But this view of the matter, if correct, will seem to many persons (who do not sufficiently consider the share claimed by divine justice in the immediate government of the world) to throw upon Brown and his friends the odium of precipitating the civil war. To some also Brown will seem chargeable with the intention, at least, of exciting a servile war, with all the traditional horrors which history delights in ascribing to such a war. Hence it may well be that some who knew Brown and admired him, and who even knew and gave countenance to his plans, shrank, at the final moment, from a public avowal of their connection with him, and perhaps wished they had never been so connected. If there were any such among those whose counsels and purposes came to my knowledge, I should not feel justified in declaring what they might hesitate to confirm; preferring to leave to each person the promulgation of his own intimacy with John Brown. Something, however, is due to the truth of history. Believing that the time has come to reveal the plans of Brown, and to set his undertaking in its true light, so far as I have the means of doing this, I write this record, — not, I trust, to the annoyance or injury of others.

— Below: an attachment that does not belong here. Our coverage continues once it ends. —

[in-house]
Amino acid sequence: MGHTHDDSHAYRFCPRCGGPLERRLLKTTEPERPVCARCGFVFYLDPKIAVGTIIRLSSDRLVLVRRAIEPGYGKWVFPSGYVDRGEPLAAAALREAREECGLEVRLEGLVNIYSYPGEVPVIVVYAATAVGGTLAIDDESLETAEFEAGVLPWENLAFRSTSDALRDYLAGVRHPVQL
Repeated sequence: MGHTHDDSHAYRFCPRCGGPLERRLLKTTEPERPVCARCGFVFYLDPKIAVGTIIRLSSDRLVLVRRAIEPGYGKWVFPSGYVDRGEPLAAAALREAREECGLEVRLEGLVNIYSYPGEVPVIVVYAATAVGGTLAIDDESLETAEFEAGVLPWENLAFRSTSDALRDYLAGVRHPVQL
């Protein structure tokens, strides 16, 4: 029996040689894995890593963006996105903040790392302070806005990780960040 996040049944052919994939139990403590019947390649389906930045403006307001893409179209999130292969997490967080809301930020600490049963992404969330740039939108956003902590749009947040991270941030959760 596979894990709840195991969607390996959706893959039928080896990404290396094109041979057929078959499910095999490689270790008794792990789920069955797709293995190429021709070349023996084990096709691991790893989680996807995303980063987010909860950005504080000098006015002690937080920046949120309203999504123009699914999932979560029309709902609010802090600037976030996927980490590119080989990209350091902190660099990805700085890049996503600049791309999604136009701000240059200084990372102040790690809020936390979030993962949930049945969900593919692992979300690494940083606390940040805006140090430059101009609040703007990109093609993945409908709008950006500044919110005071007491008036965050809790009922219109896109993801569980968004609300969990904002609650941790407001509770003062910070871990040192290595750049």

It was the condition of Kansas in 1856 which placed me in a situation to learn, a year or two later, what Brown’s purposes were. That State, then a newly-settled Territory, had been opened to slavery by base and pernicious legislation at Washington. The people of the North had resolved that Kansas should be controlled by freemen, and that slavery should never be tolerated there. In pursuance of this resolution they had formed societies and committees to colonize Kansas with Northern men, who would never vote to establish slavery, and by one of these organizations—the New England Emigrant Aid Company—a portion of Kansas was in fact colonized during the years 1854 and 1855. At that time I was in college, and so occupied with my private affairs that, except to vote and read the newspapers, I took little interest in those of the public. But upon leaving college and going to reside in Concord in 1855, I became more actively concerned in regard to the political situation, and early took up the opinion that the battle between the North and the South was first to be fought in Kansas. In the spring of 1856 one of my brothers became a Kansas colonist. Soon after, the outrages of the Missouri invaders of Kansas grew so frequent and alarming that the indignation of Massachusetts and of the whole North was aroused, and action began to be taken in a new form. “Kansas committees” were organized in towns, counties, and States, and finally a national committee, among the members of which were Abraham Lincoln, Gerrit Smith, and Dr. S. G. Howe. Mr. Lincoln never acted, I believe, but the committee did much work at one time, and raised thousands of dollars to colonize towns and support colonists in Kansas. Between May, 1856, and January, 1857, I passed through all the grades of these Kansas committees, beginning in June, 1856, as secretary of the Concord town committee; then in July helping to organize a county committee for Middlesex, of which I acted as secretary for a year; then accepting the post of secretary to the Massachusetts State Kansas Committee, which I held from August, 1856, until the committee dissolved in 1858-59; and finally serving upon the national committee at its last meeting, in January, 1857. In these different positions I became somewhat familiar with Kansas affairs, and with the men who gave money or worked actively to make and keep Kansas a free State; and in consequence of this familiarity became the intimate friend of the late George L. Stearns and of John Brown. I had been for some years a parishioner and friend of Theodore Parker, at whose house I first met Dr. Howe. Edwin Morton, another of the confidants of Brown’s plans, was my college classmate and close friend, and through him I had become acquainted with the late Gerrit Smith, whose love and respect for Brown were never disguised. These circumstances, unimportant in themselves, are mentioned to explain how it was that a young and unknown person like myself came to be trusted with matters so important as the secret purposes of Brown.